Former Coinbase product manager Ishan Wahi and his brother Nikhil Wahi have agreed to settle charges of insider trading brought against them by the United States Securities and Exchange Commission (SEC), the agency announced on May 30. The SEC has filed a motion for final judgment in the U.S. District Court of the Western District of Washington.
The brothers were accused of using knowledge of "at least" nine crypto assets that would be listed on Coinbase in the future to purchase before listing. The SEC filed suit against them on July 21, 2022. That agency is now demanding disgorgement of ill-gotten gains with interest.
SEC’s Division of Enforcement director Gurbir S. Grewal said in a statement:
“While the technologies at issue in this case may be new, the conduct is not. […] The federal securities laws do not exempt crypto asset securities from the prohibition against insider trading, nor does the SEC.”
The SEC announced in April that it had reached “an agreement in principle” with Ishan Wahi, who was was sentenced to 24 months in prison by the U.S. District Court for the Southern District of New York on May 9. At the time, it was determined that Wahi had made up to $1.5 million through illegal trading. Nikhil Wahi was sentenced to ten months’ imprisonment in January by the same court.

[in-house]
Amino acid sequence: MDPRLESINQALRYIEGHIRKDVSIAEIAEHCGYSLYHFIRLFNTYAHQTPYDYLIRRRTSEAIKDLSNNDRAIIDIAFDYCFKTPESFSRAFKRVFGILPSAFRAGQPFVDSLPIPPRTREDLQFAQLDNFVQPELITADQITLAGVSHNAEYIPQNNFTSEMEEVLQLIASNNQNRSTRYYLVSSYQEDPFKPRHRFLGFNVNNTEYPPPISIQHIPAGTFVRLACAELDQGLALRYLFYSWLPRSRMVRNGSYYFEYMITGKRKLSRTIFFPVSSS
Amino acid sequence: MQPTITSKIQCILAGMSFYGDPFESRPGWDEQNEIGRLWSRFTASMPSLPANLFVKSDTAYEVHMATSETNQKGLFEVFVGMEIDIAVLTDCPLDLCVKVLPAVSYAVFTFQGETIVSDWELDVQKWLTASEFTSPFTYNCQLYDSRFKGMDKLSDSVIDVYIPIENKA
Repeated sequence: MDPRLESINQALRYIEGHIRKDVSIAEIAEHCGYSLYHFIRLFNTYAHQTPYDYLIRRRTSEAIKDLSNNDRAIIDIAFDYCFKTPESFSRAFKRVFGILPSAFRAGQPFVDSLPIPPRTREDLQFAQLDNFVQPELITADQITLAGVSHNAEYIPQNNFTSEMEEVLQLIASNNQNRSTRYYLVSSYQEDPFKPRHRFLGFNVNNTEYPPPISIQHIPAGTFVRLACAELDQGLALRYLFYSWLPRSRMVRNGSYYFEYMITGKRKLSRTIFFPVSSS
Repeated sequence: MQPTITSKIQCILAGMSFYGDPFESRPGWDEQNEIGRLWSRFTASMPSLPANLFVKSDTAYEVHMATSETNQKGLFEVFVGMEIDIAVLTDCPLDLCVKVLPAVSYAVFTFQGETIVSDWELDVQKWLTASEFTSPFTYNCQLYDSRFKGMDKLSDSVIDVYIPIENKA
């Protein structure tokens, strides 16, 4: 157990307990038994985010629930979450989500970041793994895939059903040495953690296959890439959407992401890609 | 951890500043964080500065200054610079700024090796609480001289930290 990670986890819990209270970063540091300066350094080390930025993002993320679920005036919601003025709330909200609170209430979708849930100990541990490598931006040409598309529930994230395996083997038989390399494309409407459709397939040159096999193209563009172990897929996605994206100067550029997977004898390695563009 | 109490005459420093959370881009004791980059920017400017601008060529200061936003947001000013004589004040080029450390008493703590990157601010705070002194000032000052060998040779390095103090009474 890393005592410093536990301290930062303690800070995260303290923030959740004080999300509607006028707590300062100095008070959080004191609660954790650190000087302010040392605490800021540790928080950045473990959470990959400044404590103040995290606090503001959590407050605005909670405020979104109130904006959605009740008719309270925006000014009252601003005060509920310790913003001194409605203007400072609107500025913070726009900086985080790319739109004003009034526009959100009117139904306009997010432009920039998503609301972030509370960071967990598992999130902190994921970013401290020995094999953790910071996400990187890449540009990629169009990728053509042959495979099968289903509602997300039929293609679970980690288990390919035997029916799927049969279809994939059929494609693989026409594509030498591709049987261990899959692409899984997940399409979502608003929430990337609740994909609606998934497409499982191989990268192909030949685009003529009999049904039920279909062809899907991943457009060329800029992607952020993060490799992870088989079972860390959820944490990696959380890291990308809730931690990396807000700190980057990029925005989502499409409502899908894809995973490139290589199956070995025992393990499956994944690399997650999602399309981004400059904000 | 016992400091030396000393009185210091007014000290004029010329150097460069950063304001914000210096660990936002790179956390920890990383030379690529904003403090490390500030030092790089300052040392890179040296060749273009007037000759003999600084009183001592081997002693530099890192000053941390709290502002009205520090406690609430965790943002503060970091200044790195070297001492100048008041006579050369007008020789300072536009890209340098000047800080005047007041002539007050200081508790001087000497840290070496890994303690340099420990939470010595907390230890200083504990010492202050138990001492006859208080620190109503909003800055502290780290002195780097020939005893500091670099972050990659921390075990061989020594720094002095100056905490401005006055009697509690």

The SEC’s suit alleged that the Wahis and another defendant, Sameer Ramani, had traded in “crypto asset securities.” That claim led to extensive controversy, with a U.S. Commodity Futures Trading Commission commissioner Caroline Pham warning that the classification of tokens “that could be described as utility tokens and/or certain tokens relating to decentralized autonomous Organizations (DAOs)” could “have implications beyond this single case.” Pham called the SEC action “regulation by enforcement.”
The case also led to a spate of amicus filings.
The Wahis filed a motion for the dismissal of the case in February, arguing that the SEC wrongly classified the tokens in question in the case, based on the Howey test and major questions doctrine. If the settlement is approved, the validity of the SEC’s claims will not be decided.
The settlement remains subject to court approval.